I want to refinance to drop my $350/mo something payment and $80/mo interest down. This is a 6 year loan now at 4 years.

Assuming my credit is more decent then what it was when I took out the loan, would refinancing be worth the time? Wouldn't extending the loan out another 6 years in the end just be more interest paid?

The car is a 2015 with 60,000 miles on it. I still owe about $16000 on the car.

The main purpose is just to lower the payment and hopefully the interest as well. Last I checked my credit rating was around a 760 but I am also worried that since I owe $6500 on a $9500 0% APR credit card my chance of refinancing for better might get hurt there.

I can make the payments, I just want to drop my overall expenses so I an pick up school again this fall.

When I originally bought the car, I had no credit so I was given a 6 year loan at around 6% interest.

  • 1
    How old is the car? What's the value now and how much do you owe? Can you not afford the payment you have now?
    – D Stanley
    Feb 17, 2017 at 20:59

2 Answers 2


Your best bet is to talk to your local bank or credit union.

It is very possible to refi your car loan, at a much lower rate, for 4 years. Typically the shorter the loan the better the rate. Can you afford to go down to a three year? The answer to that question depends on the rate.

Not too long ago, new car loans were typically 4 years in length, and used cars 3 years. Six year car loans were almost unheard of, and banks were very reluctant to lend money that long for a car.

  • 1
    Now it isn't uncommon to see 84-month car loans. Yikes! Feb 17, 2017 at 21:06
  • 1
    I've seen 96...
    – quid
    Feb 17, 2017 at 21:07
  • As always a zero month loan is the best.
    – Pete B.
    Feb 21, 2017 at 12:48

It can be tough to refinance a car because most lenders will lend something like 110% of the value of the car at the time of purchase (to allow for rolling taxes and fees related to the purchase in to the loan) while refinance lenders will only issue up to something like 80% of the value of the car. Your ability to refinance will depend entirely on how heavy your downpayment was and the rate of depreciation of the car since you bought it. If your car is still upside down (you owe more than it's worth) you'd be out of luck without making a large payment to bring the amount due below the current appraisal value of the car.

Additionally, when you buy a car you might not be as shrewd of a negotiator as the refinance bank will be. When you buy the car, you personally agree to a price. The refinancing bank will use some system like KBB or Edmunds to very unemotionally come to a number it determines to be the fair market value of which it will lend X% against.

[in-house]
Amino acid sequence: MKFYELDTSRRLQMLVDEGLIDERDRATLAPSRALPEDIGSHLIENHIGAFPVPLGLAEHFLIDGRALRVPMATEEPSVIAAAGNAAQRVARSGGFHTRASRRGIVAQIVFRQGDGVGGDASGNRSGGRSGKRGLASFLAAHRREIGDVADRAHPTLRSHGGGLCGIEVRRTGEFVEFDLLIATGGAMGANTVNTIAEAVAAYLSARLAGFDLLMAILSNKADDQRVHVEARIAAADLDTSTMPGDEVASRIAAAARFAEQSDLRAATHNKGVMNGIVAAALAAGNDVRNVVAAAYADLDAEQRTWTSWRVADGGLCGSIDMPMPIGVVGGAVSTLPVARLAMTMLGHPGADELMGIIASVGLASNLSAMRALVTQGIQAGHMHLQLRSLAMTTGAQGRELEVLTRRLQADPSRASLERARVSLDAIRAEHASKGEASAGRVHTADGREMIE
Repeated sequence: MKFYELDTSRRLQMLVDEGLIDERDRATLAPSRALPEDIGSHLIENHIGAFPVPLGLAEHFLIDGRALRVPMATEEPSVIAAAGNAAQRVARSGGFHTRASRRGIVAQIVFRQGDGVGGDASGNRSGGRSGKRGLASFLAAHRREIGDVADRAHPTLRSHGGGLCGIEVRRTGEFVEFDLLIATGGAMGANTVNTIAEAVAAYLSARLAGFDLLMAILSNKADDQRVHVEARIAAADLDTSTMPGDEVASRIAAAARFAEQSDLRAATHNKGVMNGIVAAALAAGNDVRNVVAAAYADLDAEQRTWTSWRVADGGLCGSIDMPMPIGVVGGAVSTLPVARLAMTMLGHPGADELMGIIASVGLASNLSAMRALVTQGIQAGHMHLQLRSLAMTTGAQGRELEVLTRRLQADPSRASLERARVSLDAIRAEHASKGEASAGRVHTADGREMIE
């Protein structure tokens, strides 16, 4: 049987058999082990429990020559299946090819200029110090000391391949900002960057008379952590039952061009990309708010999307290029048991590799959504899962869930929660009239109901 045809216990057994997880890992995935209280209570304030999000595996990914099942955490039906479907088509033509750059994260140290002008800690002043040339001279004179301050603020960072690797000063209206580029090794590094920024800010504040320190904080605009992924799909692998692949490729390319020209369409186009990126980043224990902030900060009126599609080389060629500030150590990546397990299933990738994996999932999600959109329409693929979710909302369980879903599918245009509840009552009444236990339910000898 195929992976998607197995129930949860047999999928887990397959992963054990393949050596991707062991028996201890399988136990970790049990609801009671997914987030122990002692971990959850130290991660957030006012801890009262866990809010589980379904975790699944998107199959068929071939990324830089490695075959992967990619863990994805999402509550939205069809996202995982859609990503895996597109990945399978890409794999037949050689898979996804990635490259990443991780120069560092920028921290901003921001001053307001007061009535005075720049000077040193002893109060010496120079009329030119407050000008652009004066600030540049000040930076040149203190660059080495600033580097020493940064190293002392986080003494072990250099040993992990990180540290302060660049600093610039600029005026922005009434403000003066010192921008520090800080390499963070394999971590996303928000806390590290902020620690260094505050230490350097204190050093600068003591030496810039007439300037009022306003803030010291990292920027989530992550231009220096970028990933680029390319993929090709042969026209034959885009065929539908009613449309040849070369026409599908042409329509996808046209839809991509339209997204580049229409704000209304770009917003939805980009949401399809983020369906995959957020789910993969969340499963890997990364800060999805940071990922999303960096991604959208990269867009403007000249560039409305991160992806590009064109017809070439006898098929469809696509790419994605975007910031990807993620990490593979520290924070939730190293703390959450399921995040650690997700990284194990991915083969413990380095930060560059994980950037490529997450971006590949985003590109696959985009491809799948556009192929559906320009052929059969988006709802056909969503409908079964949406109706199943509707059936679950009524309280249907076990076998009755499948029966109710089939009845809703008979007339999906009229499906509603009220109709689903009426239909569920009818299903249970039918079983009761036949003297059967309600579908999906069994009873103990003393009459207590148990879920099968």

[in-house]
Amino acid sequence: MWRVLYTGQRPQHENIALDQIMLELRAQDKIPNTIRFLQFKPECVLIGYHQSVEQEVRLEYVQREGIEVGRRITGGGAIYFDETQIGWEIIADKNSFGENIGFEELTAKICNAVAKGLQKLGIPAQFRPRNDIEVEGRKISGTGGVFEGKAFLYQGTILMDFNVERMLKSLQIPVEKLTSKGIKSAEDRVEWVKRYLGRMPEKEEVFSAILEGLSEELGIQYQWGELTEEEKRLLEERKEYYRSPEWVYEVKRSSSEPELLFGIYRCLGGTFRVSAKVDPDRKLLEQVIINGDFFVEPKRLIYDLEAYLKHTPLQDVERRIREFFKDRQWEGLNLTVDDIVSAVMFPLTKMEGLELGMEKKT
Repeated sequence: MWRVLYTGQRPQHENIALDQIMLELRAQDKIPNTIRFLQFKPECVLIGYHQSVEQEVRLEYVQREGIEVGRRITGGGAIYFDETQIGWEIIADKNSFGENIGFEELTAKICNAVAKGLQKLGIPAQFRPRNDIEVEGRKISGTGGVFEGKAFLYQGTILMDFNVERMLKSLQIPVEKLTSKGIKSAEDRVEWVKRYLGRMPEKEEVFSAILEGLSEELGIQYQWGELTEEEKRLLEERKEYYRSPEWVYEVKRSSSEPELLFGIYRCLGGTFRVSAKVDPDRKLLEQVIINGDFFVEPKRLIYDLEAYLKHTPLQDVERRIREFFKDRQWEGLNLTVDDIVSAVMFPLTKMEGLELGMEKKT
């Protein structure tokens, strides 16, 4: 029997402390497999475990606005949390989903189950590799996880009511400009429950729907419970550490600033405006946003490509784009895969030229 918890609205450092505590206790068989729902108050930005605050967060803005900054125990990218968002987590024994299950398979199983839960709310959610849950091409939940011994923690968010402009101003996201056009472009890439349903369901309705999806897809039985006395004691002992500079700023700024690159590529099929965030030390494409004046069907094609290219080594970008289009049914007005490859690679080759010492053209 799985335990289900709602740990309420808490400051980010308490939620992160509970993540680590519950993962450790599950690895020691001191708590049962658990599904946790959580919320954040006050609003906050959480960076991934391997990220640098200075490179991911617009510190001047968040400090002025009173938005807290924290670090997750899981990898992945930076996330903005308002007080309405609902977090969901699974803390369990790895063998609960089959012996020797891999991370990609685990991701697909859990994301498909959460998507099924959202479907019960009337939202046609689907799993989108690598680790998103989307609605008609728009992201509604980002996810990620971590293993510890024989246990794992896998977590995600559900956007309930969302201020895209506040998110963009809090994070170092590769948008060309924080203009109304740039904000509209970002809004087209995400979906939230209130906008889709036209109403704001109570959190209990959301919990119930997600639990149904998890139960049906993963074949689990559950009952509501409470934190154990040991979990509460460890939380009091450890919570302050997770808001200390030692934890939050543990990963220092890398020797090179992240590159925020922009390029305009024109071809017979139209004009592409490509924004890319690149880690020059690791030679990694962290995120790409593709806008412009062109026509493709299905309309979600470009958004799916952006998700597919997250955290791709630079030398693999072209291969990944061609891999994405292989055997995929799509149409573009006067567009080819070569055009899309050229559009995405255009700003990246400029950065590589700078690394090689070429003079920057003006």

To expand on your edits, it's probably worth illustrating how interest is paid in normally amortized loans.

Assuming your loan was for $21,500 at 6% for 72 months and you're 24 months in, you've paid $2,223 in interest so far. Your first interest payment was $107, your 24th interest payment was $77.

Mo        Principle Remaining         Mon. Interest         Mon. Payment
1           $21,500                      $107.50              $356.32
12          $18,693                      $ 93.46              $356.32
24          $15,451                      $ 77.26              $356.32
36          $12,008                      $ 60.04              $356.32
48          $ 8,354                      $ 41.77              $356.32
60          $ 4,473                      $ 22.37              $356.32
72          $   354                      $  1.77              $356.32

Over time as your principle remaining reduces so does your monthly interest charge. Considering this, in your first 24 months you've paid $2,223 in interest but in the remaining 48 months you'll pay just $1,931 more.

At this point considering say a refinanced interest rate of 3%. You have this decision for the remaining balance on the car of $15,172 (based on my loan above)

    Opt:        Pmts Remaining   Mon. Payment  Total Interest   Saving from Current 
 1 Do Nothing         48           $356.32         $1,931.13       $    0.00
 2 Refi 72@3%         72           $230.52         $1,425.33       $  505.80
 3 Refi 60@3%         60           $272.62         $1,186.26       $  745.87
 4 Refi 48@3%         48           $335.82         $  947.46       $  983.67
 5 Refi 36@3%         36           $441.22         $  711.92       $1,219.21
  • Option 1: Leave Everything alone
  • Option 2: Refinance to new 72 months loan at 3%
  • Option 3: Refinance to new 60 months loan at 3%
  • Option 4: Refinance to new 48 months loan at 3%
  • Option 5: Refinance to new 36 months loan at 3%

Just remember that the savings is over the remaining life of the loan and doesn't take in to account any fees your bank may charge for processing the loan. For instance, refinancing to option 3 yields an interest savings of $12.43 per month ($745.87/60). Realistically the new refinance loan durations probably wouldn't all be available at the same interest rate. This is really to illustrate that the bulk of the interest on your current loan has been paid already and you're dealing with relatively much smaller numbers and a refinance charge of even $100 could significantly impact your real interest savings. This also doesn't address that your car will likely be upside down for a time if you entertain another 72 month loan which will hinder your ability to sell or refinance it again.

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